Empty calories are appropriate for couch-surfing entertainment. They acknowledge an emptiness, not unlike the oblivion of a black hole swallowing anything and everything before it.
Here’s another constant, E2 = S (Empty times Empty equals Sadness). There is nothing already present and nothing on the horizon, much less near to hand. Such sadness is precursor to oblivion seen more clearly in alcohol’s long and universal appeal to numb.
When not used as the only way to ease the pulling of an infected tooth, alcohol and its substitution by other drugs is a sign of needed change, or The Nothing will get you.
Today’s Sunday Service I attended brought a reminder of a book worth regularly revisiting—The Once and Future King by T.H. White.
The sadness of emptiness becomes the addiction leading to oblivion. It can also be seen in the politics of Fascism and its kissing cousin of claiming we can’t know what true—the shame of not claiming to know what we do know.
Merlin (the Magician) confides in Wart (young future king Arthur) that there is a remedy for sadness (emptiness)—learning beyond tests.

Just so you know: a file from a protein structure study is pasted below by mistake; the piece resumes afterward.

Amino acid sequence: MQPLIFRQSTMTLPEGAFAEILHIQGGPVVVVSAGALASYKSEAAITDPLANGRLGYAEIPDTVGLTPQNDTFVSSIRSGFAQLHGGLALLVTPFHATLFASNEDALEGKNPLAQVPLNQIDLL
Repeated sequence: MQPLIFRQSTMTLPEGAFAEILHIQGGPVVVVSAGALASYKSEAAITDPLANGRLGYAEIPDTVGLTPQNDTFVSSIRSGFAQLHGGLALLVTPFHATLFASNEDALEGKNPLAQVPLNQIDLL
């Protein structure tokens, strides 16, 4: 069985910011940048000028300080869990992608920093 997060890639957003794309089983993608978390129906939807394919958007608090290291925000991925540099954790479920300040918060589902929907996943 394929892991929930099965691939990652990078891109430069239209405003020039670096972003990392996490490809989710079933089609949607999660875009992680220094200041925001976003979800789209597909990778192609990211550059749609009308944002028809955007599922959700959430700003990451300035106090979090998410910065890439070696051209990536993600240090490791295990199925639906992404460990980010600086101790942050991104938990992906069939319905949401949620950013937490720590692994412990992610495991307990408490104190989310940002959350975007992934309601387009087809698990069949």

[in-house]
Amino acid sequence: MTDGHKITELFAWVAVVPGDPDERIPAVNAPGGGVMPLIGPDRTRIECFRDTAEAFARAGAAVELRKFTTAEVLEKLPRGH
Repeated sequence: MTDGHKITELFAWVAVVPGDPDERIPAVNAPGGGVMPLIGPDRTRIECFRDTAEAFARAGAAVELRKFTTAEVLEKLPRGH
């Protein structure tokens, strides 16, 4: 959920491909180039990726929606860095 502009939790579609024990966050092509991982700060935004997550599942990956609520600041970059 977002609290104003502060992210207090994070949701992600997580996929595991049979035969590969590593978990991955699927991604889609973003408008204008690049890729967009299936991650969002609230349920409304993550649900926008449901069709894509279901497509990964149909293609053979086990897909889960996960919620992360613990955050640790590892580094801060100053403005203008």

Unlike a black hole, learning grounds us by furthering an integration of previously unconnected fragments of life and having something more than economic value to share with others.
Learning brings the honor of knowing more than one’s place in the current economy (familial and social). Learning is the measure of a maturity that trusts both mistakes and emptiness are not the last word. Learning brings an ability to see what an abundance is already available.
If we learn to distrust all facts but our emotions (both hope and fear), we become a black-hole seed planted in the midst of family and culture. Eventually, one is joined to another, and all turns to a whimper.
Listen in to Merlin that you might grow into responsibility.
“The best thing for being sad,” replied Merlin, beginning to puff and blow, “is to learn something. That’s the only thing that never fails. You may grow old and trembling in your anatomies, you may lie awake at night listening to the disorder of your veins, you may miss your only love, you may see the world about you devastated by evil lunatics, or know your honour trampled in the sewers of baser minds. There is only one thing for it then — to learn. Learn why the world wags and what wags it. That is the only thing which the mind can never exhaust, never alienate, never be tortured by, never fear or distrust, and never dream of regretting. Learning is the only thing for you. Look what a lot of things there are to learn.”